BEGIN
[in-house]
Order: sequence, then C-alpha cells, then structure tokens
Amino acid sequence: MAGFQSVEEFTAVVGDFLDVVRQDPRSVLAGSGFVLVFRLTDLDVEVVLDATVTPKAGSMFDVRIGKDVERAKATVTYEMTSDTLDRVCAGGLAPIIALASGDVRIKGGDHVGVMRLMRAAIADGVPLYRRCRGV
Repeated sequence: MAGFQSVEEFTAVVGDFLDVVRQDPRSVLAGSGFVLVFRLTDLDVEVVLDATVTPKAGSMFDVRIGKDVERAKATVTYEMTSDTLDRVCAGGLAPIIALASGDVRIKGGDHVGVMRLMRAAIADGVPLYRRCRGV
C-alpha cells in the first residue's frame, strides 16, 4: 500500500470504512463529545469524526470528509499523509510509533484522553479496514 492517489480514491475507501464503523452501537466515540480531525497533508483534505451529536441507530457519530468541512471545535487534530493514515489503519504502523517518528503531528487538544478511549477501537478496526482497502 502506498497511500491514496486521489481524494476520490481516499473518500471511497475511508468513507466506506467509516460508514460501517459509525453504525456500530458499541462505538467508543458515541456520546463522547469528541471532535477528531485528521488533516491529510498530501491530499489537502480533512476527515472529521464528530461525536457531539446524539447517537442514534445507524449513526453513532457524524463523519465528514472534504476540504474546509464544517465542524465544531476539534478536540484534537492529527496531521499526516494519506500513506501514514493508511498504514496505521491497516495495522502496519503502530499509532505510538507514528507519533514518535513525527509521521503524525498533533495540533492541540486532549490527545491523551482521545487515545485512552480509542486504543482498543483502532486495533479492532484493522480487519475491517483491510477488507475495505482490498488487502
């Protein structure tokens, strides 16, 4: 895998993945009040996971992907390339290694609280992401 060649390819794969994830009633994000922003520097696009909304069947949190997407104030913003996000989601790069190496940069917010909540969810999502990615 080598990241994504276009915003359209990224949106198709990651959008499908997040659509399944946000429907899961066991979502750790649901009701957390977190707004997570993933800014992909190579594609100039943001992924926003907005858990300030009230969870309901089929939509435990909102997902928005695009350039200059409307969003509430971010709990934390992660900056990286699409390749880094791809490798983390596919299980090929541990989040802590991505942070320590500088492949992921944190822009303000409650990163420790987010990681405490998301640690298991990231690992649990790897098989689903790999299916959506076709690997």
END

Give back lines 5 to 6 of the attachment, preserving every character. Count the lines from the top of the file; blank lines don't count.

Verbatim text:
C-alpha cells in the first residue's frame, strides 16, 4: 500500500470504512463529545469524526470528509499523509510509533484522553479496514 492517489480514491475507501464503523452501537466515540480531525497533508483534505451529536441507530457519530468541512471545535487534530493514515489503519504502523517518528503531528487538544478511549477501537478496526482497502 502506498497511500491514496486521489481524494476520490481516499473518500471511497475511508468513507466506506467509516460508514460501517459509525453504525456500530458499541462505538467508543458515541456520546463522547469528541471532535477528531485528521488533516491529510498530501491530499489537502480533512476527515472529521464528530461525536457531539446524539447517537442514534445507524449513526453513532457524524463523519465528514472534504476540504474546509464544517465542524465544531476539534478536540484534537492529527496531521499526516494519506500513506501514514493508511498504514496505521491497516495495522502496519503502530499509532505510538507514528507519533514518535513525527509521521503524525498533533495540533492541540486532549490527545491523551482521545487515545485512552480509542486504543482498543483502532486495533479492532484493522480487519475491517483491510477488507475495505482490498488487502
């Protein structure tokens, strides 16, 4: 895998993945009040996971992907390339290694609280992401 060649390819794969994830009633994000922003520097696009909304069947949190997407104030913003996000989601790069190496940069917010909540969810999502990615 080598990241994504276009915003359209990224949106198709990651959008499908997040659509399944946000429907899961066991979502750790649901009701957390977190707004997570993933800014992909190579594609100039943001992924926003907005858990300030009230969870309901089929939509435990909102997902928005695009350039200059409307969003509430971010709990934390992660900056990286699409390749880094791809490798983390596919299980090929541990989040802590991505942070320590500088492949992921944190822009303000409650990163420790987010990681405490998301640690298991990231690992649990790897098989689903790999299916959506076709690997």